Lion Brand Yarn has generated a fiercely loyal following across the web with nearly 600,000 Facebook likes and an engaged email list.

Yarn and knitting products retailer and manufacturer Lion Brand Yarn launched in 1878. But a look at Lion Brand’s digital strategy shows it hasn’t slowed down with age—at least not when it comes to using the web to generate buzz, make product decisions and drive sales.

The retailer has been quick to leverage the power of the web to sell directly online and generate more business from the chain retailers, such as Hobby Lobby Stores Inc. and Michaels Stores Inc., that sell its products, says Evan Blumenthal, chief sales officer.

“We launched online back in 1996. I call it ‘BG’ or before Google,” Blumenthal says. “People forget what life was like BG.” Google Inc. launched in 1998. Blumenthal’s cousin designed the family owned company’s first e-commerce site, which was basically an online version of the retailer’s mail-order catalog, he says.

Soon after launching the rudimentary e-retail site, Blumenthal and his colleagues learned that it could use the connectivity of the web to not only sell but to create a community and draw in shoppers by providing knitting patterns and project ideas.

Building traffic and a community

One of Lion Brand’s first strategies was to make knitting patterns—which typically are sold for between $1 and $5—free and downloadable via its e-commerce site. While offering free patterns has become somewhat more common in recent years, in the late 1990s, it was rare for a merchant to give them away, Blumenthal  says.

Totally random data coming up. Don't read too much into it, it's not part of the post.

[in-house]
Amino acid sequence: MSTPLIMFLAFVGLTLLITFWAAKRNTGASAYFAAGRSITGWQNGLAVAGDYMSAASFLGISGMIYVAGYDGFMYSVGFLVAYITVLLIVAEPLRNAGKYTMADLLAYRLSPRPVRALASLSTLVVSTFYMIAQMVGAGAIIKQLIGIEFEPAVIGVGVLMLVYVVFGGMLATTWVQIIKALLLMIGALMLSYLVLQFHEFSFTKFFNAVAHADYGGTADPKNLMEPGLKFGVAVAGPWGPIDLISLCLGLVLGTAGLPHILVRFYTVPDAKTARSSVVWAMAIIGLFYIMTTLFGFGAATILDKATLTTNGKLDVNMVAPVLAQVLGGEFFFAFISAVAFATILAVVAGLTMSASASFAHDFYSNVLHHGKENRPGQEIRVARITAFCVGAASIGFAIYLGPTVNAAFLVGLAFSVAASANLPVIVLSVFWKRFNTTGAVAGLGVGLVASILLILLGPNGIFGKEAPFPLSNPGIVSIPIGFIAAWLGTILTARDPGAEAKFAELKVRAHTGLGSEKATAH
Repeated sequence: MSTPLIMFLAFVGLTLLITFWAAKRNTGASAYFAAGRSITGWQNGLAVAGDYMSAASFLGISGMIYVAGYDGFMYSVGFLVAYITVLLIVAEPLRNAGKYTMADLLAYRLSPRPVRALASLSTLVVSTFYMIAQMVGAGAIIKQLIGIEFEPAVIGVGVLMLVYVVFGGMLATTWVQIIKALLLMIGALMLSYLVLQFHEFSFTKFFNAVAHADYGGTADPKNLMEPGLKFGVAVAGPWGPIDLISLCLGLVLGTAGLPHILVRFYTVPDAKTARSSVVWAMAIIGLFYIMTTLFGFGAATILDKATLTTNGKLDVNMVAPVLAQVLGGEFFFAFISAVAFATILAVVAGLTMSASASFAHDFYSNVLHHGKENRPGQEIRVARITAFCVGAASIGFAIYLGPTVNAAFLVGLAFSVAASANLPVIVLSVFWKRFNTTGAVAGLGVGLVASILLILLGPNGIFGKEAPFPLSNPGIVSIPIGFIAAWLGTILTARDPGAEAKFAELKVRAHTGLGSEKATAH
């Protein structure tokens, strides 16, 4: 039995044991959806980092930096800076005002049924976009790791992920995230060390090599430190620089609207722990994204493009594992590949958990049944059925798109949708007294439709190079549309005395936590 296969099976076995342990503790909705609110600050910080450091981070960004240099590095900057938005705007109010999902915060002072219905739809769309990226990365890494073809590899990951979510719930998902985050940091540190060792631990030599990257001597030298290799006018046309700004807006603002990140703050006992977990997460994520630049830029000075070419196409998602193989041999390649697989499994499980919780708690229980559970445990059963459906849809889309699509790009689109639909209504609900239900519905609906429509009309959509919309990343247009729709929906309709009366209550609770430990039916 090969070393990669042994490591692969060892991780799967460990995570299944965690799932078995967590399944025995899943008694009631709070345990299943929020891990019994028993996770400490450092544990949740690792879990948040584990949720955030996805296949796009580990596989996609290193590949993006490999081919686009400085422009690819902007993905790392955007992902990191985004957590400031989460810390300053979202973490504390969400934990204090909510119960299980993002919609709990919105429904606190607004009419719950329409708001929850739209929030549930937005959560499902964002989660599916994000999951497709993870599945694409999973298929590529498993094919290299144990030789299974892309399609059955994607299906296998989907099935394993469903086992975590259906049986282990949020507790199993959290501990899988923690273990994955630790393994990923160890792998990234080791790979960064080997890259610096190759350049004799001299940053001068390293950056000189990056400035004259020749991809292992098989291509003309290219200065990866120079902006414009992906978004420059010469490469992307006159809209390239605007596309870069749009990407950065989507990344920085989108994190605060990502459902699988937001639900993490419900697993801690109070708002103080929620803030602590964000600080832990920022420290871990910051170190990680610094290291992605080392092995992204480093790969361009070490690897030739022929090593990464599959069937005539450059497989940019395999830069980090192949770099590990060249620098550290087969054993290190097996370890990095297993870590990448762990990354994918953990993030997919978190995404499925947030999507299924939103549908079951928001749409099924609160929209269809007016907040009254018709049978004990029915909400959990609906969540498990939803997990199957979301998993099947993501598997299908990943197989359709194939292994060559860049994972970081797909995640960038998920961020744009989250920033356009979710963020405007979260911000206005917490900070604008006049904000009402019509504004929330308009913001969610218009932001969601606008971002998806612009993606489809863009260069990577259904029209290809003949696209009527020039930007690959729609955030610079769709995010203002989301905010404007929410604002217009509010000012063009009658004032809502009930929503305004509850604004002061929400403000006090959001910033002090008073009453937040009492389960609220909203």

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That hook brought more visitors to Lion Brand that it could communicate directly with. It also informed Lion Brand on what trends and designs were resonating with shoppers based on the patterns they downloaded.

Shoppers would then come back to the site to purchase the yarn they needed to complete a project or seek its brand out in retail stores, Blumenthal says. Giving away patterns for free also helped the retailer build relationships with the chains it sold to by informing them of popular knitting trends, and that data gave stores confidence to purchase more specific types of yarn from Lion Brand. Today, e-commerce accounts for about 10% of total sales at Lion Brand, and LionBrand.com hosts 10,000 pages of content on its website, including an ample selection of knitting patterns.

“[Giving away patterns] helped us not only identify what products people like to make, such as scarves or baby sweaters, but the actual type of pattern,” Blumenthal says. “Then, we communicate those trends to stores based on what we are seeing and say which patterns are really popular.”

Over the past decade, Lion Brand’s community has grown bigger than its website: It’s garnered nearly 600,000 Facebook likes. Its email list has grown to 1.9 million subscribers and open rates for its email newsletter hover around 40%, Blumenthal says.

Engaged shoppers